Primate Diaries: Days 40-42

Author’s Note: I am typing this in the last 15 minutes when my Starbucks wifi finally decided to work. Again, ignore the spelling and grammar. Please read the earlier blogs for context and google “Macaca Nemestrina Project”- you won’t regret it.

 Follow me on twitter- @mad_megs and instagram- meghamajoe

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23rd Feb’ 2017- Thursday: Sluggish

Got up this morning before time because of the thunder and lightning signalling yet another rainy morning. Luckily, AMY slept at the forest edge, quite close to the plantation last night. By the time we reached, we could barely hear them though, making Anna doubt whether they had moved further in. While the rain pattered down harder, we decided to stay under a tree and hope that AMY, being close to the plantation wouldn’t waste the opportunity to come out as soon as the rain lets up. And we were right. AMY had actually not even moved. Norbert, Jisuaf and Oliver were barking. The other males joined in the chorus and support-shakes while juveniles whimpered and whinnied.

The rain wasn’t too bad as when we were in the swamp though so the macaques were out by 8:15. While Anna looked for Brandi my tiny stalker, I witnessed and recorded Casimodo mounting Goldie. I walked around to check up on all individuals and fill any details of injury and/or sexual-swell. Norbert was again up to his antics of the past two day. Volatile and vocal. Defending Biru so hard while she tried to get away. He puckered, chased and lunged, scaring everyone else in the bargain. Goldie meanwhile still has some freedom. She presented to Oliver, Anakin and Phoenix too though the last one didn’t work out too well because Oliver saw Goldie present and growled before Phoenix could go to her to inspect her swell. Phoenix quickly slunk away.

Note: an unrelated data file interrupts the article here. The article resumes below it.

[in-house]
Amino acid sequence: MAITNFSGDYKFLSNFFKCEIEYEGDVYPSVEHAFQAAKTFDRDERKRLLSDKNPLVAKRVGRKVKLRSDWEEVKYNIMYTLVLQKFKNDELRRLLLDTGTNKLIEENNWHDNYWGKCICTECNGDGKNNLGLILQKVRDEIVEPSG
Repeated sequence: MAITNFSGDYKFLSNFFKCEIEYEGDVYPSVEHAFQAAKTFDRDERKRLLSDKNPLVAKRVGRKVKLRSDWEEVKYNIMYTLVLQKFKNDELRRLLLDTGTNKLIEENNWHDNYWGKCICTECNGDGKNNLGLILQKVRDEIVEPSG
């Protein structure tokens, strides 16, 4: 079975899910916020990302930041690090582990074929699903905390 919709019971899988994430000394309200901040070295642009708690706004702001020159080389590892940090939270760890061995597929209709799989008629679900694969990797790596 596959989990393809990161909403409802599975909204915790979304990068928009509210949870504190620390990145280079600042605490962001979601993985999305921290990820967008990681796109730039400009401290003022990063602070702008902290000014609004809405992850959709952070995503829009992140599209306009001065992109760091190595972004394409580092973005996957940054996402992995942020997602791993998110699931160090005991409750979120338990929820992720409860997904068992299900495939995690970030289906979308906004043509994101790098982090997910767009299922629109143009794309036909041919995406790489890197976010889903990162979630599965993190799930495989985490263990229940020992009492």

Anna had been unsuccessful with Brandi because she flits about so fast but she finally got Charli while she had the chance and Brienne. Thanks to the rain, hardly anyone was walking on the ground. This makes it extremely hard too see and identify them. Plus the rain makes their fur look terrible and any extraordinary hair features like mohawks or spikes get flattened out. Even size is difficult to determine because of he flattened fur which then puffs up due to the post-rain humidity. I sat down near a newly formed stream and watched a male damselfly duel because they are beautiful to see. And then I spotted Emma. Of course she was the first one to come onto the ground to forage. She hardly ever eats but she forages a lot. So I followed her as she calmy crossed over the moat separating two sections of the plantations using a strategically fallen oil palm leaf as a bridge. The rest of AMY seemed to be heading there too so I decide to get my feet dirty and crossed over. This was quite far into the plantation for AMY, at least since I’ve been here. The plantation workers were around and their houses could be seen through the gap in the trees but the macaques seemed indifferent. In fact Norbert decided that this was the perefct moment to draw attention to himself and the group and go on a barking and chasing-Biru spree. The other males seemed excited too and joined in. Oliver, who was too busy getting groomed by Goldie while his eyelids drooped got up, did his bit from afar and went back to being groomed.